BBC presenter Steph McGovern says ‘posh women are paid a hell of a lot more than me’ as she slams BBC for caring more about ethnic diversity than the class divide

Television presenter Steph McGovern says posh women are paid ‘a hell of a lot more’ than her as outrage over the gender pay gap at the BBC continues.

  • Steph McGovern said one manager said she was ‘too common’ to be BBC anchor
  • BBC Breakfast and Watchdog presenter given salary rise after the pay scandal
  • McGovern, 35, thinks more should be done to represent working class people
  • Presenter from Middlesbrough is known for quick wit and self-deprecating jokes
  • She once quipped ‘I am with pot belly’ when viewers thought she was pregnant

The anchor from Middlesbrough says the corporation has a class pay gap as well as a gender pay gap and slammed them for focussing too much on ‘ethnic diversity’.

McGovern, 35, who presents BBC Breakfast and Watchdog, said one manager told her she was ‘too common’ to be a BBC presenter.

She has received a ‘significant pay rise’ amid the gender pay gap row at the corporation.

After the renegotiation of contracts for employees, her salary is ‘just now’ at six figures – but she believes presenters’ salaries should be capped at £150,000.

‘Throughout my career I’ve had to argue about [pay],’ she told The Times.

‘It’s not as simple as a gender issue, it’s partly down to class.

‘There are a lot of women who do a similar job to me who are paid a hell of a lot more… who are a lot posher than me.’

Television presenter Steph McGovern says posh women are paid ‘a hell of a lot more’ than her as outrage over the gender pay gap at the BBC continues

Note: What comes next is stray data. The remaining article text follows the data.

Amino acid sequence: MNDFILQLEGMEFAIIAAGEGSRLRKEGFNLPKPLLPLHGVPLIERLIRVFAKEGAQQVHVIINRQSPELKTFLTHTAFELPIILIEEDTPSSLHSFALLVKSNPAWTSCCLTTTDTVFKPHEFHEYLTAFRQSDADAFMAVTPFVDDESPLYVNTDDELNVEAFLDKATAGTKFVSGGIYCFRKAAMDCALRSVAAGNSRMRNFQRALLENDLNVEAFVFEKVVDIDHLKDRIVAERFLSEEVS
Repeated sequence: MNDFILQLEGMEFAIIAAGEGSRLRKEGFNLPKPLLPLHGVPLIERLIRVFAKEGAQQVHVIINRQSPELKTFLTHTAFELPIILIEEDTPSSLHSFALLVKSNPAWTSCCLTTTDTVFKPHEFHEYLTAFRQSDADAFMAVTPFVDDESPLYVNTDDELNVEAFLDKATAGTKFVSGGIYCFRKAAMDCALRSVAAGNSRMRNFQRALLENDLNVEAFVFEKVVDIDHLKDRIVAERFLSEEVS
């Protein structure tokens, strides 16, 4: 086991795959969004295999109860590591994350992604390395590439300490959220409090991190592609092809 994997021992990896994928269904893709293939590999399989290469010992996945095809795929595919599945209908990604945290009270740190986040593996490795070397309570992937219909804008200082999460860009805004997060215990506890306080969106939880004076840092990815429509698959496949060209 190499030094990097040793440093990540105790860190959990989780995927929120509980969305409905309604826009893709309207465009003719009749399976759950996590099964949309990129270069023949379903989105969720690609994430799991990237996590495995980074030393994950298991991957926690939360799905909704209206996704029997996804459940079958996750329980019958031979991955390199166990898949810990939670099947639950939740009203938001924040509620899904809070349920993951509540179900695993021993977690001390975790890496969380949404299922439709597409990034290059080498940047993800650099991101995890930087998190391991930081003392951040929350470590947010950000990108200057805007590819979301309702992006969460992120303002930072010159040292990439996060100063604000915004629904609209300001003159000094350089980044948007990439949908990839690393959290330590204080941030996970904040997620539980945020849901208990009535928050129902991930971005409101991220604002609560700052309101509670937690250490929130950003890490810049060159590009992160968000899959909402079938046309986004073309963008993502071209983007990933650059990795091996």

She added: ‘We concentrate too much on ethnic diversity and not enough on class.

‘It’s dead important to represent loads of different cultures.

‘But what the BBC doesn’t do enough of is thinking about getting people from more working-class backgrounds. It’s just posh.’

McGovern thinks there should be more presenters with regional accents and says there are too many BBC managers who don’t know how to reach ordinary people.

‘A lot of people in management are from the same background,’ she said.

‘We’re talking about ‘How do we represent more working-class people?’ when they themselves are not working class. So how do they know?’

She added: ‘There was an epiphany for me one day when there was a map of my home town on a wall in the Radio 4 office.

‘They said: ‘We’re doing a programme about antisocial behaviour orders.’

‘I said ‘What’s the red line on the map?’

‘That’s the no-go zone for the crew.’

‘I was like: ‘My mum and dad live in the middle of that.’

McGovern is known for her quick wit and self-deprecating jokes.

When viewers took to Twitter to congratulate her on what they thought was a pregnancy, she quipped: ‘I am not with child, I am with pot belly.’

Speaking to us, she added: ‘I’d definitely be in the wrong job if I got offended by comments like that. Even my own auntie asked me once if I was pregnant after seeing me on the telly – that’s just life on camera.

‘I just decided to tweet a reply about it today because I’d had a run of a few celebratory tweets and I wanted to clarify I wasn’t and get in there before my boss started arranging my maternity cover!’

McGovern went to a city technology college in a tough part of Middlesbrough and spends time visiting schools to inspire children from backgrounds like hers.

The presenter thinks employers should be keen to hire young talent and not worry about trifling things like tattoos – she herself has two.

‘It’s that Oscar Wilde quote: we’re all in the gutter, but some of us are looking at the stars,’ she said.

‘That’s what my geography teacher wrote in my school leavers’ book.’